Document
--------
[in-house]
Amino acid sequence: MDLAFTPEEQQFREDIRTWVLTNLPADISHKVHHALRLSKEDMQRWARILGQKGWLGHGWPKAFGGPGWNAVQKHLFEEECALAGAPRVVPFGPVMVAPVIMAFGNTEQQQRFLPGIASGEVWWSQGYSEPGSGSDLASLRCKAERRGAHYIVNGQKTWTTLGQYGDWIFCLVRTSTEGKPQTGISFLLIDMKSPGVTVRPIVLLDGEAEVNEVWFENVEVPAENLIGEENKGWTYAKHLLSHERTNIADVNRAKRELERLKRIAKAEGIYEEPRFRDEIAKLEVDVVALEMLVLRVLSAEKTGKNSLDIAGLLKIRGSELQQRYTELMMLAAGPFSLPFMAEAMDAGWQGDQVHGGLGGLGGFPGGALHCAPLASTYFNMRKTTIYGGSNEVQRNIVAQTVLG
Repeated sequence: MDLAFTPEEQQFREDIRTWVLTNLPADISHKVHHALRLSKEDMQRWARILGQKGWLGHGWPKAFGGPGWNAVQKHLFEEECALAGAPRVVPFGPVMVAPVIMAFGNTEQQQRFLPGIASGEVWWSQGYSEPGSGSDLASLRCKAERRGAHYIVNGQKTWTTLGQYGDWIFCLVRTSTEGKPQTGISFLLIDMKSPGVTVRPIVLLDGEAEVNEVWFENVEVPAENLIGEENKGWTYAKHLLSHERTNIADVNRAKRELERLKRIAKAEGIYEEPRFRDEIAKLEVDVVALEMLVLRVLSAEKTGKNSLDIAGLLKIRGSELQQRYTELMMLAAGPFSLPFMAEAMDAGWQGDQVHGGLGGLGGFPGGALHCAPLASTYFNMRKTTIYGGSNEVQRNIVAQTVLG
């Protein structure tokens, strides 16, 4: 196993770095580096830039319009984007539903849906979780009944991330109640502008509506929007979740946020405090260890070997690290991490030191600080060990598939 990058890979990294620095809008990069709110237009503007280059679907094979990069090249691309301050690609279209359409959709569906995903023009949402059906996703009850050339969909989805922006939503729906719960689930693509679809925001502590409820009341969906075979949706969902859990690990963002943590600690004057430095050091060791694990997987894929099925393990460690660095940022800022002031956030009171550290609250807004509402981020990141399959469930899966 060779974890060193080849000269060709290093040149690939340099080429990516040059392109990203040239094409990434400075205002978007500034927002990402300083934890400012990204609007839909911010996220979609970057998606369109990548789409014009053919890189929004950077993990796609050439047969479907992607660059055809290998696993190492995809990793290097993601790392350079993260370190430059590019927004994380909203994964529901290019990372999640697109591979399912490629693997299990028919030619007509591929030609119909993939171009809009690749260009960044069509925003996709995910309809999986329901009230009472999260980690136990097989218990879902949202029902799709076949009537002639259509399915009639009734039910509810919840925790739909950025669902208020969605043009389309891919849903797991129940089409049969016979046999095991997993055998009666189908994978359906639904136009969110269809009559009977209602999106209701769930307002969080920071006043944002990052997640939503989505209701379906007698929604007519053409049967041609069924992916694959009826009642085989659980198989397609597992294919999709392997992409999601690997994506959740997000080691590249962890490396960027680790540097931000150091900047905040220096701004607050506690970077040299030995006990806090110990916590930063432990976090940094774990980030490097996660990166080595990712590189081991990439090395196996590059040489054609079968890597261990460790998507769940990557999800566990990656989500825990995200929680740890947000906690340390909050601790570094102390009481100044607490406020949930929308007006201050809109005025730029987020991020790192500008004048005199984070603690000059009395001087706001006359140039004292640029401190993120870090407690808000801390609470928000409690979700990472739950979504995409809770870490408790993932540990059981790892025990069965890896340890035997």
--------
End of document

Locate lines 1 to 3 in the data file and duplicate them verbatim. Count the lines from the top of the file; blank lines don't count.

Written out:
[in-house]
Amino acid sequence: MDLAFTPEEQQFREDIRTWVLTNLPADISHKVHHALRLSKEDMQRWARILGQKGWLGHGWPKAFGGPGWNAVQKHLFEEECALAGAPRVVPFGPVMVAPVIMAFGNTEQQQRFLPGIASGEVWWSQGYSEPGSGSDLASLRCKAERRGAHYIVNGQKTWTTLGQYGDWIFCLVRTSTEGKPQTGISFLLIDMKSPGVTVRPIVLLDGEAEVNEVWFENVEVPAENLIGEENKGWTYAKHLLSHERTNIADVNRAKRELERLKRIAKAEGIYEEPRFRDEIAKLEVDVVALEMLVLRVLSAEKTGKNSLDIAGLLKIRGSELQQRYTELMMLAAGPFSLPFMAEAMDAGWQGDQVHGGLGGLGGFPGGALHCAPLASTYFNMRKTTIYGGSNEVQRNIVAQTVLG
Repeated sequence: MDLAFTPEEQQFREDIRTWVLTNLPADISHKVHHALRLSKEDMQRWARILGQKGWLGHGWPKAFGGPGWNAVQKHLFEEECALAGAPRVVPFGPVMVAPVIMAFGNTEQQQRFLPGIASGEVWWSQGYSEPGSGSDLASLRCKAERRGAHYIVNGQKTWTTLGQYGDWIFCLVRTSTEGKPQTGISFLLIDMKSPGVTVRPIVLLDGEAEVNEVWFENVEVPAENLIGEENKGWTYAKHLLSHERTNIADVNRAKRELERLKRIAKAEGIYEEPRFRDEIAKLEVDVVALEMLVLRVLSAEKTGKNSLDIAGLLKIRGSELQQRYTELMMLAAGPFSLPFMAEAMDAGWQGDQVHGGLGGLGGFPGGALHCAPLASTYFNMRKTTIYGGSNEVQRNIVAQTVLG